Sunday, July 19, 2009
Alberto Contador takes yellow in Verbier
Spain's 2007 champion Alberto Contador of Astana took possession of the Tour de France yellow jersey after a superb solo attack and victory on the 15th stage in the Swiss Alps Sunday.
Contador, winning his first individual stage of this year's race, attacked a small group of favourites containing teammate Lance Armstrong 5.6km from the summit of the 8.8km climb to the summit finish of Verbier.
The Spaniard's move shook up the favourites and yellow jersey rival Andy Schleck was the only rider to try to counter his move.
Schleck, of Saxo Bank, battled hard to catch Contador but could not match the Spaniard's seemingly effortless rhythm. In the end the Luxembourger came over the finish line 43secs behind.
Seven-time champion Armstrong finished 1:35 behind, only a handful of seconds behind two-time race runner-up Cadel Evans of Australia who was at 1:26.
Contador now leads Astana teammate Armstrong by 1:37 in the overall standings, with Briton Bradley Wiggins of Garmin, continuing to impress, in third at 1:46.
German Andreas Klöden, also of Astana, is fourth at 2:17 while Andy Schleck's brother and teammate Frank is fifth at 2:26.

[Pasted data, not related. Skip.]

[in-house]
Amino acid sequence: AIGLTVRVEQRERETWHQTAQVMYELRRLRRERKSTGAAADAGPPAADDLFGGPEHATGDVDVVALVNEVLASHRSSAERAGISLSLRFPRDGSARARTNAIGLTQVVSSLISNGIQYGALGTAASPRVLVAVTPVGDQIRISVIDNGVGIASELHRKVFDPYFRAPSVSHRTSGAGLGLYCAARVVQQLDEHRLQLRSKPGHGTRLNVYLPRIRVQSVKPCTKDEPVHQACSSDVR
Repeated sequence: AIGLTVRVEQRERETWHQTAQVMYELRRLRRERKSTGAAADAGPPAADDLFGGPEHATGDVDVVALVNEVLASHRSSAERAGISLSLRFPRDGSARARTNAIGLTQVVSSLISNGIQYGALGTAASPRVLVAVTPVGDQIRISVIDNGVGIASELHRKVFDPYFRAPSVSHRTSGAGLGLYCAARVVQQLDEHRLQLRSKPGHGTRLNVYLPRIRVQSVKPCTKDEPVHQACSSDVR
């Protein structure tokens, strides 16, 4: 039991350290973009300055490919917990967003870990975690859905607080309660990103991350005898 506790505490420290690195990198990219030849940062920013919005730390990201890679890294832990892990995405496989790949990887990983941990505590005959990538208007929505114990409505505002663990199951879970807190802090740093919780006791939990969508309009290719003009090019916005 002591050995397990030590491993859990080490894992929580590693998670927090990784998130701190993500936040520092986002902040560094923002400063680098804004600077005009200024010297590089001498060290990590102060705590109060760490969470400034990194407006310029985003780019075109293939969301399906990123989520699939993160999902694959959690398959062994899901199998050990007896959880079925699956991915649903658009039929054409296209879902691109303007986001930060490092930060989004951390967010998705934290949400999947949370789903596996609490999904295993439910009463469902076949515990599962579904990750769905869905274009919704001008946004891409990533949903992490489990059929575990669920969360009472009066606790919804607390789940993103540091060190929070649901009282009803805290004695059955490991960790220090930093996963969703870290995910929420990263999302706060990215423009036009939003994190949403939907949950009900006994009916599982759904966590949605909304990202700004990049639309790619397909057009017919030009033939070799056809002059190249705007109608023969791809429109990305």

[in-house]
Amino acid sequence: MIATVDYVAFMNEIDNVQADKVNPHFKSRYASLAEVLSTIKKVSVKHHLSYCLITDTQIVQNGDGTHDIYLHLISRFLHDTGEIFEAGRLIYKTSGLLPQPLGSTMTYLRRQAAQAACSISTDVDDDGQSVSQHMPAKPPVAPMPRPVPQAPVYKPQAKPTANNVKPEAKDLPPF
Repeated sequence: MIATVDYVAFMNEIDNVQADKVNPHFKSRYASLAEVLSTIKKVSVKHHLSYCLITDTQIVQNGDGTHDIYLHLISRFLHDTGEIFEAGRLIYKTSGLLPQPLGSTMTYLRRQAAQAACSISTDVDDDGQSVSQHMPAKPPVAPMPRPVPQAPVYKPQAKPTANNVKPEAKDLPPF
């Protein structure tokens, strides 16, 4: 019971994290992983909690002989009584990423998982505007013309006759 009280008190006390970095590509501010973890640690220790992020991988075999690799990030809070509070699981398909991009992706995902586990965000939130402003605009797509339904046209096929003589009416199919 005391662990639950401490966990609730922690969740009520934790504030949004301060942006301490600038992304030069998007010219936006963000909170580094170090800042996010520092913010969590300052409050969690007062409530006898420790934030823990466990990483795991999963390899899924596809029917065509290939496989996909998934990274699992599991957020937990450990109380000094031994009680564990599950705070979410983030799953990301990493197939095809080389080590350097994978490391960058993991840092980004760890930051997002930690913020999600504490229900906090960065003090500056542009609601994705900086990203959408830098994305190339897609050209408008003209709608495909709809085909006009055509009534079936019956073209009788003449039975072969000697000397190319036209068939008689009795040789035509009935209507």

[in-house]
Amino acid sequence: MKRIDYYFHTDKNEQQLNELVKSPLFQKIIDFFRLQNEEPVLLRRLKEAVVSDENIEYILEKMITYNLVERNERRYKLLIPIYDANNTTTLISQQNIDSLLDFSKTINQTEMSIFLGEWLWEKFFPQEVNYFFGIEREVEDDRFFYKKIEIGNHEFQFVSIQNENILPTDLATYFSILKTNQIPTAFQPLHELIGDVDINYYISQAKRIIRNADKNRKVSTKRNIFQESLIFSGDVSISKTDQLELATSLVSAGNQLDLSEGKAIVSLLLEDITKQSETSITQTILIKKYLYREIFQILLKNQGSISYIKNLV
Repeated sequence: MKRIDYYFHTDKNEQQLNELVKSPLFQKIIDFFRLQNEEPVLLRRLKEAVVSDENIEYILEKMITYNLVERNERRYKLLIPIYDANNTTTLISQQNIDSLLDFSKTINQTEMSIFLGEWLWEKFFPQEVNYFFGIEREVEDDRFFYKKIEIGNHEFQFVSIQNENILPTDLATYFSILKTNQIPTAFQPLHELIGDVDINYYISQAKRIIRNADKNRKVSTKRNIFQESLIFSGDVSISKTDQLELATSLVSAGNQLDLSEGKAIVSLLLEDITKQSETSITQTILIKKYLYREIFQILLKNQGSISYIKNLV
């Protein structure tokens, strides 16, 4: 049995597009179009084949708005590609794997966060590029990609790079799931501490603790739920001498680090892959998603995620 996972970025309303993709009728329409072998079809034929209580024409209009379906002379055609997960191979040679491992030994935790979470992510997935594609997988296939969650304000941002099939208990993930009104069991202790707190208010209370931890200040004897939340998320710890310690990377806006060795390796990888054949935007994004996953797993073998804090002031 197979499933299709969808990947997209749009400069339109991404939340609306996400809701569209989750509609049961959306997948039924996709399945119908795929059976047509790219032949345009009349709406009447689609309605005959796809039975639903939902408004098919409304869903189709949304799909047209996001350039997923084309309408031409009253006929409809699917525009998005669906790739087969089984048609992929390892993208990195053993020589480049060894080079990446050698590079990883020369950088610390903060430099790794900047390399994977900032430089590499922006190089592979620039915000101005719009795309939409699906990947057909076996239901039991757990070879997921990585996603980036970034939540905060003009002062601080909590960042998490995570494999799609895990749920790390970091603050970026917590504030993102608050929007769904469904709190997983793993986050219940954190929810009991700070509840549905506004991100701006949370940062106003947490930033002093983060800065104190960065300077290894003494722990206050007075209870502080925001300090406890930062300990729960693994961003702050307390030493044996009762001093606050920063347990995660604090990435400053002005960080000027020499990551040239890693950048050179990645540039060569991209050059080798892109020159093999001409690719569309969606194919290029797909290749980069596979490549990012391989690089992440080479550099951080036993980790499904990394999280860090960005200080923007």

"I'm very happy with this result," said Contador, who since the start of the race has had to endure the extra pressure of Armstrong's presence in the team. "It wasn't a long climb, but we started it really fast and in the end I managed to do what I wanted to make the difference.
"If I wanted to leave my rivals behind me in the standings, that was the only way I could do it."
Armstrong admitted he was "on the limit" as early as the bottom of the climb and from then on had little else to give.
But the American appeared to give his backing to his Spanish teammate.
"I suffered. It was very hard. I was a little bit on the limit at the bottom, I think everybody was a bit on the limit," said Armstrong. "But Alberto showed he is the best rider in the race."
After a week of uninspiring racing the 15th stage finally lived up to its billing as a crucial player in the yellow jersey battle.